Before the 2006 victory, Finland was considered by many as the ultimate under-achiever of Eurovision. It has placed last a total of nine times and scored "nul points" (zero points) three times. Finland's entry in 1982, "Nuku pommiin" by Kojo, was one of only fifteen songs since the modern scoring system was instituted in 1975 to earn no points. (Norway has placed last eleven times and scored zero points four times, but it has also won three times.)
During the 1990s and early 2000s, Finland was arguably the country most affected by the various relegation schemes designed to limit the number of participants allowed to participate in each year's contest. Due to low results, Finland was excluded from the contest in 1995, 1997, 1999, 2001 and 2003. Before 2006, there even was a popular joke circulating in Finland, where a man frees a genie from a bottle:
Genie: Thanks for freeing me! I will now grant you one wish.
In 2006, Finland finally gained victory, with an entry radically different from the mainstream europop that dominates the competition: a hard rock song, played by a monster band in an over-the-top fashion. The band Lordi and its song Hard Rock Hallelujah broke records scoring the highest number of points in Eurovision Song Contest history (292) but its title was taken by Norway in 2009 (387).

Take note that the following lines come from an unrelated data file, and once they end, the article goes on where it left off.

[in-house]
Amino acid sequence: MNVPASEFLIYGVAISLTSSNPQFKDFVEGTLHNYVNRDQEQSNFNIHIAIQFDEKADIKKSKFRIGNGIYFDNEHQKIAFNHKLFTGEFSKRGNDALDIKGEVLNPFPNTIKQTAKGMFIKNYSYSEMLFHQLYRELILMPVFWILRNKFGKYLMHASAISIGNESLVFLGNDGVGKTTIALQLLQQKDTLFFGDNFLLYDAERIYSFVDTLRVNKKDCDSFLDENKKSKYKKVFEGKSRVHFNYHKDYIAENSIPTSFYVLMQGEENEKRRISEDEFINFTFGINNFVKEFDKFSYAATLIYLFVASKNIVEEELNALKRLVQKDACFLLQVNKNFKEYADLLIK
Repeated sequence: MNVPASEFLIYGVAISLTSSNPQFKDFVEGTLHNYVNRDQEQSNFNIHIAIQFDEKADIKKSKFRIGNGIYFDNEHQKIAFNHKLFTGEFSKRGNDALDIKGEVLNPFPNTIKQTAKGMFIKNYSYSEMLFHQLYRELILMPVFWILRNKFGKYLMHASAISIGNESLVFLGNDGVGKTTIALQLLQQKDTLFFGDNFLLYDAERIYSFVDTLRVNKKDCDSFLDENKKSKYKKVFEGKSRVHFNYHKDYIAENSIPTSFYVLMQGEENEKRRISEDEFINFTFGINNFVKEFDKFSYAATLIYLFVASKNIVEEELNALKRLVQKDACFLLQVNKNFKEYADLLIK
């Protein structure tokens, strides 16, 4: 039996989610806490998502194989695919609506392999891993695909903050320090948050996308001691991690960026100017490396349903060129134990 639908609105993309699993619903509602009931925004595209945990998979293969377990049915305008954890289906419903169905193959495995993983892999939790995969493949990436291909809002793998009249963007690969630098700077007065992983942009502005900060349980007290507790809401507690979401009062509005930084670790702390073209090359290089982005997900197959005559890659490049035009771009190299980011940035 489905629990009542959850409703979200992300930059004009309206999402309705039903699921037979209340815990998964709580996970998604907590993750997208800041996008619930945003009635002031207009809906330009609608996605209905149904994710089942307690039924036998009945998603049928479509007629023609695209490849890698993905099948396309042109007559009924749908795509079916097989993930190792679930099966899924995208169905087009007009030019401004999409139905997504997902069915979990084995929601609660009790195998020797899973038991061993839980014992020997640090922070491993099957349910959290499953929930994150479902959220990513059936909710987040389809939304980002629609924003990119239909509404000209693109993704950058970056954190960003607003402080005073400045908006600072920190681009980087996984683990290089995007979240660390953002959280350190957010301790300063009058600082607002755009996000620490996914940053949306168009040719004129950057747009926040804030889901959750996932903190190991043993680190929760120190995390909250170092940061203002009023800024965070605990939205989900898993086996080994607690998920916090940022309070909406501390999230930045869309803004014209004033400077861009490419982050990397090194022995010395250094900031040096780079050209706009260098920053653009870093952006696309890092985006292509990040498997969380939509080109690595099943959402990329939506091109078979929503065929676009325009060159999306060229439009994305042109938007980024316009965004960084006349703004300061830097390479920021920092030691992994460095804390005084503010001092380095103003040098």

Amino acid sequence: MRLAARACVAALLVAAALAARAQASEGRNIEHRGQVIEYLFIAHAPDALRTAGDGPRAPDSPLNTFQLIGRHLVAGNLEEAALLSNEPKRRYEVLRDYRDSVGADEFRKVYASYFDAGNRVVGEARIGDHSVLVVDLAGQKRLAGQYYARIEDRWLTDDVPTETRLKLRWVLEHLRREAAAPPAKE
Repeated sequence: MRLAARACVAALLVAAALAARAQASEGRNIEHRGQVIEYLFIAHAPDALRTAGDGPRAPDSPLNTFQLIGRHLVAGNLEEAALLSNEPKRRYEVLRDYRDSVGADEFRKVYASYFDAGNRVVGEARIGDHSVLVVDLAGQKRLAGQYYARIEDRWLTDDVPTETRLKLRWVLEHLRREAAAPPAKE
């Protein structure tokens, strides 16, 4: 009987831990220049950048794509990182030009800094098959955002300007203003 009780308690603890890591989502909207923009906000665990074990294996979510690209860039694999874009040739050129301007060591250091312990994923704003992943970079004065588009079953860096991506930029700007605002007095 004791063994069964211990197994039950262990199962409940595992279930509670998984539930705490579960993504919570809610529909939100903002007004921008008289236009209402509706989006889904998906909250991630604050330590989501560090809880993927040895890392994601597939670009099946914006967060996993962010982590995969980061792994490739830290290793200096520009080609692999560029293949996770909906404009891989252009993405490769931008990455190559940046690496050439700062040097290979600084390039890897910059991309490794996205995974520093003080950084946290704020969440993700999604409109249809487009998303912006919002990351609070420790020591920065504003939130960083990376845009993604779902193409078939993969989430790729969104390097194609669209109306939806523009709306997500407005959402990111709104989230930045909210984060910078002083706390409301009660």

In voting patterns, Finland has traditionally supported and been supported by the other Nordic countries. In recent years also the Baltic nations, such as Estonia and Latvia have been favoured by Finland, and the other way around. In 2004, Finland's first-place vote went to Sweden; in 2005, it contributed 12 points to Norway; in 2006, it was Russia's turn to get the 12 points, but it was Serbia who got their top score in 2007. The first time in Eurovision history that Sweden gave Finland 12 points was in 2006 for Lordi's song "Hard Rock Hallelujah". In 2007, they repeated this, giving 12 points to Hanna Pakarinen with "Leave Me Alone". Finland has also given notably high points to Italy, a country that had not competed from 1998 to 2010, but returned in 2011.
a. ^ In 2009, Finland qualified through the back-up jury selection.
b. If a country had won the previous year, they did not have to compete in the semi-finals the following year. In addition from 2004-2007, the top ten countries who were not members of the big four did not have to compete in the semi-finals the following year. If, for example, Germany and France placed inside the top ten, the countries who placed 11th and 12th were advanced to the following year's grand final along with the rest of the top ten countries.